Creating a temporary sitemap.xml file is a popular solution to this problem. Gather all the URLs from the crawled but not yet indexed report, compare them in Google Sheets or Excel with the configured redirection, build a sitemap (you can use ScreamingFrog for this), and submit it to your Google Search Console dashboard.

    Problem with Site-Wide Quality

    As previously said, in order to verify the page’s actual condition, you need to take into account the URL Inspection Tool. However, it is not a reporting issue if the URL Inspection Tool also shows the status as Crawled—currently not indexed.

    Therefore, we advise you to investigate the kinds of URLs that are being blocked under this status in order to learn more about this problem.

    It seems sense that a page that offers little value to users would not be indexed in search results if you observe that the majority of pages are of the type feed pages, archives sites, and other miscellaneous pages with fragile content. You can safely disregard this status if that is the case.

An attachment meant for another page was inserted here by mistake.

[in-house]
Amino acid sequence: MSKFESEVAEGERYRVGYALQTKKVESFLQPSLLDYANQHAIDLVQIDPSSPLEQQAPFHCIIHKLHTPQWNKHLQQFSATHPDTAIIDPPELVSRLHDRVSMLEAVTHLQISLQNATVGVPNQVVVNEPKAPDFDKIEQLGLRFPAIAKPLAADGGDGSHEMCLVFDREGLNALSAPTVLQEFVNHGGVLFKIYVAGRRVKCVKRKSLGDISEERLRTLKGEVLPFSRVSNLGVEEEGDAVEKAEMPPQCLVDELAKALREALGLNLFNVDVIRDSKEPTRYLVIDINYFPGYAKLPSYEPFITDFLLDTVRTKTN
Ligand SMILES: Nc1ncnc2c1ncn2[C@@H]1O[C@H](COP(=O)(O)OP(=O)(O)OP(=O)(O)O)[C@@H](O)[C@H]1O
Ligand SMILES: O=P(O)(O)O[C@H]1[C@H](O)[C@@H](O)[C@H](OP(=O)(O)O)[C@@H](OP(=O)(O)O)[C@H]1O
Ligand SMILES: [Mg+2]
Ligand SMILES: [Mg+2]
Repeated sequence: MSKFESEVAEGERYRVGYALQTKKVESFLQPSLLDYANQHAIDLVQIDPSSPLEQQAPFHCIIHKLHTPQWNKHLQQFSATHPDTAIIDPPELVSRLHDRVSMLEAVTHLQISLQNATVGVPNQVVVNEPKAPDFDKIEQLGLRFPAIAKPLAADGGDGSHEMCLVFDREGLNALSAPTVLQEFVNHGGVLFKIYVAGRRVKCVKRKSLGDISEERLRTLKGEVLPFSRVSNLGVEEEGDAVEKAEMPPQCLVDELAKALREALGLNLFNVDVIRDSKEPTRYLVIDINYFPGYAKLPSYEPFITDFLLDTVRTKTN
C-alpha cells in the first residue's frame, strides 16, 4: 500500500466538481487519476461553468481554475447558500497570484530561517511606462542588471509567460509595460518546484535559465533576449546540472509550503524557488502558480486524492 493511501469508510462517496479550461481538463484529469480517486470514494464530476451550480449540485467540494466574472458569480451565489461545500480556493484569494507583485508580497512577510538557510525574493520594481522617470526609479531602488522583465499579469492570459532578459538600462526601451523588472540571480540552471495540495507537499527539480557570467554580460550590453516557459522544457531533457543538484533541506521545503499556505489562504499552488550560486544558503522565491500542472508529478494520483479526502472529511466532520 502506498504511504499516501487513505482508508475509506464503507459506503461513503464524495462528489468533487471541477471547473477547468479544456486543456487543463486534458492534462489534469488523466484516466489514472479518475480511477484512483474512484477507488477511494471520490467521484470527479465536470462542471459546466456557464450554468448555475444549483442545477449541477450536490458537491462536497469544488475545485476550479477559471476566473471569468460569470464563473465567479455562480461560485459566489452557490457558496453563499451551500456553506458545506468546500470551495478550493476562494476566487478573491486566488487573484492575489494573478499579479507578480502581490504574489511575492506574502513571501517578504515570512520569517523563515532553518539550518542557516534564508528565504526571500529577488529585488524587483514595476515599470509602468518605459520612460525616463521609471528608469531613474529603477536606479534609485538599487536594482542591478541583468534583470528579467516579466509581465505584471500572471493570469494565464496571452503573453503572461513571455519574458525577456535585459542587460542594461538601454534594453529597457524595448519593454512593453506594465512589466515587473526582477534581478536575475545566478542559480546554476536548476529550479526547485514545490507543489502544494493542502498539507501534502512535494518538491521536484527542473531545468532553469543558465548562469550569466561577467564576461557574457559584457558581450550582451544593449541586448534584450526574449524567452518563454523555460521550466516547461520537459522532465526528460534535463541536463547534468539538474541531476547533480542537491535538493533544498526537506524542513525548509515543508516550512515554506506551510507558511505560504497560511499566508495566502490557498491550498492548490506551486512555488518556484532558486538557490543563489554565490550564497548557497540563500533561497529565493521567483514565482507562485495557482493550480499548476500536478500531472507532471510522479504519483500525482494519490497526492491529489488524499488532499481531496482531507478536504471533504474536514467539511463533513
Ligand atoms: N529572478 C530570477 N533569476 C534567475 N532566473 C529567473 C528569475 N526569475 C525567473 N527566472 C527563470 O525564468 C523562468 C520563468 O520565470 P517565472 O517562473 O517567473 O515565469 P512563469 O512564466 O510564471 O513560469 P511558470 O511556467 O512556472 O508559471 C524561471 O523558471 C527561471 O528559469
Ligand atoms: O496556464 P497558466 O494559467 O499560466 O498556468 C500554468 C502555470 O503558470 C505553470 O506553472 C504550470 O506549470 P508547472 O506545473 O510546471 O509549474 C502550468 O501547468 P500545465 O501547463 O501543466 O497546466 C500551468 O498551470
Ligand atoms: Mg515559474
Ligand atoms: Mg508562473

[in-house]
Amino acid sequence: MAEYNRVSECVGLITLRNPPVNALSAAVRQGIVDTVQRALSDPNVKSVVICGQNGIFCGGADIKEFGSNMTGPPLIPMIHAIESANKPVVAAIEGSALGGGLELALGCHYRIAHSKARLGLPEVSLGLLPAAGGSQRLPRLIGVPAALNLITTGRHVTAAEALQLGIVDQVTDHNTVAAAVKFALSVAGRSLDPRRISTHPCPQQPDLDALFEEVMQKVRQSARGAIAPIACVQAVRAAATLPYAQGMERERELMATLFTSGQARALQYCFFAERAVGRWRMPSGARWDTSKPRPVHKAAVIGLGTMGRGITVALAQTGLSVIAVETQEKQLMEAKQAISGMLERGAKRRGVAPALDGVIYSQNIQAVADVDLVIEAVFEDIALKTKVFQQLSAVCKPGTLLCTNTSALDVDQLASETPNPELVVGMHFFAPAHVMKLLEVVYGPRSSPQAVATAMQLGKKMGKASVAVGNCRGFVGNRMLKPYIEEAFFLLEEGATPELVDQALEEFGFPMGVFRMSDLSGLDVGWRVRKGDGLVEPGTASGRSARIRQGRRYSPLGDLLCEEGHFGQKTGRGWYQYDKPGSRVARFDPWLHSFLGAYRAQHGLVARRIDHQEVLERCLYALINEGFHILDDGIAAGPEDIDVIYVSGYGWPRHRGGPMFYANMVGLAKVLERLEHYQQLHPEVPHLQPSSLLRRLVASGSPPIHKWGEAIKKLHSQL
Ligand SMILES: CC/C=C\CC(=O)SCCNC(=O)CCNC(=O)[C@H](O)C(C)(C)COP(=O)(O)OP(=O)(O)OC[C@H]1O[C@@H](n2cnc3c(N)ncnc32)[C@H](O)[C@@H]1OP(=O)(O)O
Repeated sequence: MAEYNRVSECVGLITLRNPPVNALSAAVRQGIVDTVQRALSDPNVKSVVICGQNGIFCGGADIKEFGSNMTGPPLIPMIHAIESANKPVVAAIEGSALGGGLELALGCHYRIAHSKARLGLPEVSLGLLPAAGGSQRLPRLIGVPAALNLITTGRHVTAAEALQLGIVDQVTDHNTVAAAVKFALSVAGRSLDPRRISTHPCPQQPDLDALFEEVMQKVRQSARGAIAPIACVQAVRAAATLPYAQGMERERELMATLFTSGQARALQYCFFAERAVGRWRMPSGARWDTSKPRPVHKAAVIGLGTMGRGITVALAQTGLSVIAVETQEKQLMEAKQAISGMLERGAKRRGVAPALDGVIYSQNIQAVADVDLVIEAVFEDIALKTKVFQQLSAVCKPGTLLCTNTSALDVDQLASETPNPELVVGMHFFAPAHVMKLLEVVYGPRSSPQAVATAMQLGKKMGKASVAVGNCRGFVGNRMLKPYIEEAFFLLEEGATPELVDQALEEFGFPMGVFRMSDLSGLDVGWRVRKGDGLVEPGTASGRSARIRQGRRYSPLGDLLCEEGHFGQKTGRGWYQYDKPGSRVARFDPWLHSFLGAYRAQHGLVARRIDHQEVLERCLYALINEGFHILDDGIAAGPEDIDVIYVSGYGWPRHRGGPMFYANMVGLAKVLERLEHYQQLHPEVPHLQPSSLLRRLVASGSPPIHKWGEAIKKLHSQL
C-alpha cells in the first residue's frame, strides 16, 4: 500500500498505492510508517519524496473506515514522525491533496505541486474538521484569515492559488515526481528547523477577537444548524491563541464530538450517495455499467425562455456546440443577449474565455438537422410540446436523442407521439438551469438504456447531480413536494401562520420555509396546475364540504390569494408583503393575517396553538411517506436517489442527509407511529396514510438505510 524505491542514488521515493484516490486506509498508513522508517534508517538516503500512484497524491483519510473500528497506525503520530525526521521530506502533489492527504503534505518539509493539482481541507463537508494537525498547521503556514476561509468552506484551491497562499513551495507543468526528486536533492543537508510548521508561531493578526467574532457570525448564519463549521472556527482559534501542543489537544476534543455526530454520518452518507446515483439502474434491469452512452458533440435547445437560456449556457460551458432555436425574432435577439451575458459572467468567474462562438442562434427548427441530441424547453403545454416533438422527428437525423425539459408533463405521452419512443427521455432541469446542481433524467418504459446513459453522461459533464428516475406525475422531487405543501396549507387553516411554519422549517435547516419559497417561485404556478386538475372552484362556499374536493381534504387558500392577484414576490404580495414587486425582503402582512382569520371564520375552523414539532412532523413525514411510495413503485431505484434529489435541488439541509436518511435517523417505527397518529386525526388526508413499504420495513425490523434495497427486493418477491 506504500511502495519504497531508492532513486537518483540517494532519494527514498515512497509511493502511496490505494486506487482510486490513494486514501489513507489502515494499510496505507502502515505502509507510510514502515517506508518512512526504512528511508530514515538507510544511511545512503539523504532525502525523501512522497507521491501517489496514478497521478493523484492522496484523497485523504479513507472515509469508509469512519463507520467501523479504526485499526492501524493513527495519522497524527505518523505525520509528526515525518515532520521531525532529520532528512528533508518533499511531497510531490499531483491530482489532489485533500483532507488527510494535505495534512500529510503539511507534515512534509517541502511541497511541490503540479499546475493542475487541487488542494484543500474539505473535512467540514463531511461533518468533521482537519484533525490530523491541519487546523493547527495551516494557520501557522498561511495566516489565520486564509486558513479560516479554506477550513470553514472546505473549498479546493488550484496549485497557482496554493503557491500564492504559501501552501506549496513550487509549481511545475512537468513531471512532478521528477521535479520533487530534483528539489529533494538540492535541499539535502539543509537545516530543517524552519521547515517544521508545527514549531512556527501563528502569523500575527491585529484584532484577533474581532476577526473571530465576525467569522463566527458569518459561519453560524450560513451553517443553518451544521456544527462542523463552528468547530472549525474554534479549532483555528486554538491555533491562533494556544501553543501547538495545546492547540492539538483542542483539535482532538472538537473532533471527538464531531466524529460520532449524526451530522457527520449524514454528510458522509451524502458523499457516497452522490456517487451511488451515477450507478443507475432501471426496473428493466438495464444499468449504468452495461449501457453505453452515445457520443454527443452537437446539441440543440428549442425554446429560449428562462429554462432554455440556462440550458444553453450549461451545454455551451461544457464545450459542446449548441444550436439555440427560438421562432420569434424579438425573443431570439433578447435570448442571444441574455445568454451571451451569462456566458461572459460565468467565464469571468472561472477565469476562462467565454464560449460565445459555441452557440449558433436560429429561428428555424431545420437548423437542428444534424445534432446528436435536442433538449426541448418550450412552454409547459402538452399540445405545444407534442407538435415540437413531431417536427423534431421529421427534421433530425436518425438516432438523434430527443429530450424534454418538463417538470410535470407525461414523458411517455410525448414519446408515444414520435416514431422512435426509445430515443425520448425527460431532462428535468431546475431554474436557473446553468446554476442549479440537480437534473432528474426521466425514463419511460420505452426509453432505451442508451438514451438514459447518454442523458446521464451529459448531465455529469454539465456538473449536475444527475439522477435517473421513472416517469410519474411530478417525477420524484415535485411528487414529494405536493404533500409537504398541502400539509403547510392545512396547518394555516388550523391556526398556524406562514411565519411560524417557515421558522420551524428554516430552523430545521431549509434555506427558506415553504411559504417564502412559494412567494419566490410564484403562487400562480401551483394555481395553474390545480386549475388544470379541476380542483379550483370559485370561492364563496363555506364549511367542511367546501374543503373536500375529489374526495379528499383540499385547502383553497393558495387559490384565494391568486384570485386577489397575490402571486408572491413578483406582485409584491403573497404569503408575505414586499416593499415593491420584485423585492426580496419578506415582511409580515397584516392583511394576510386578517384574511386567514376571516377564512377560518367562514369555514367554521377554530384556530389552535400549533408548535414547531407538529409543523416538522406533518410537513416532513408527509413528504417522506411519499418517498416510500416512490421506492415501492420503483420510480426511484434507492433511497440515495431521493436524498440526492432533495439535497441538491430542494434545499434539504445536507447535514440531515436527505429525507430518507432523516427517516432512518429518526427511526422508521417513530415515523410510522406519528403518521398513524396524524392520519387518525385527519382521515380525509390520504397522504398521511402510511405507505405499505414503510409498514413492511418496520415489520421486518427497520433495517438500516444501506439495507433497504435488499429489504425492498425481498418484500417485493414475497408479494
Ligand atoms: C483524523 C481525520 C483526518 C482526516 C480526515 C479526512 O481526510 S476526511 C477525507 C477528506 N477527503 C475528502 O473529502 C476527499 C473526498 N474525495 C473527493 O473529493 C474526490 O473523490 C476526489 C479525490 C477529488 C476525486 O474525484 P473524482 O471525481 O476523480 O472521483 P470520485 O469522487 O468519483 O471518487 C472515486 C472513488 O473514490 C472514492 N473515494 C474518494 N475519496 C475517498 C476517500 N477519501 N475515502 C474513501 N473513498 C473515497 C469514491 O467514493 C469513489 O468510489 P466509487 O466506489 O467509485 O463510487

However, as Google’s John Mueller indicates, if you see any key pages (containing valuable/helpful information) on your website mentioned here, it is probably due to a site-wide quality issue that has prevented your essential pages from being indexed. He also suggests enhancing the website’s general quality and structure.

    Other factors

    False positive

    When a page is reported as excluded by Google Search Console but is actually indexed by the URL inspection tool or tested using a live URL, this is known as a false positive. According to Google Search Console coverage, this situation is seen as a false positive.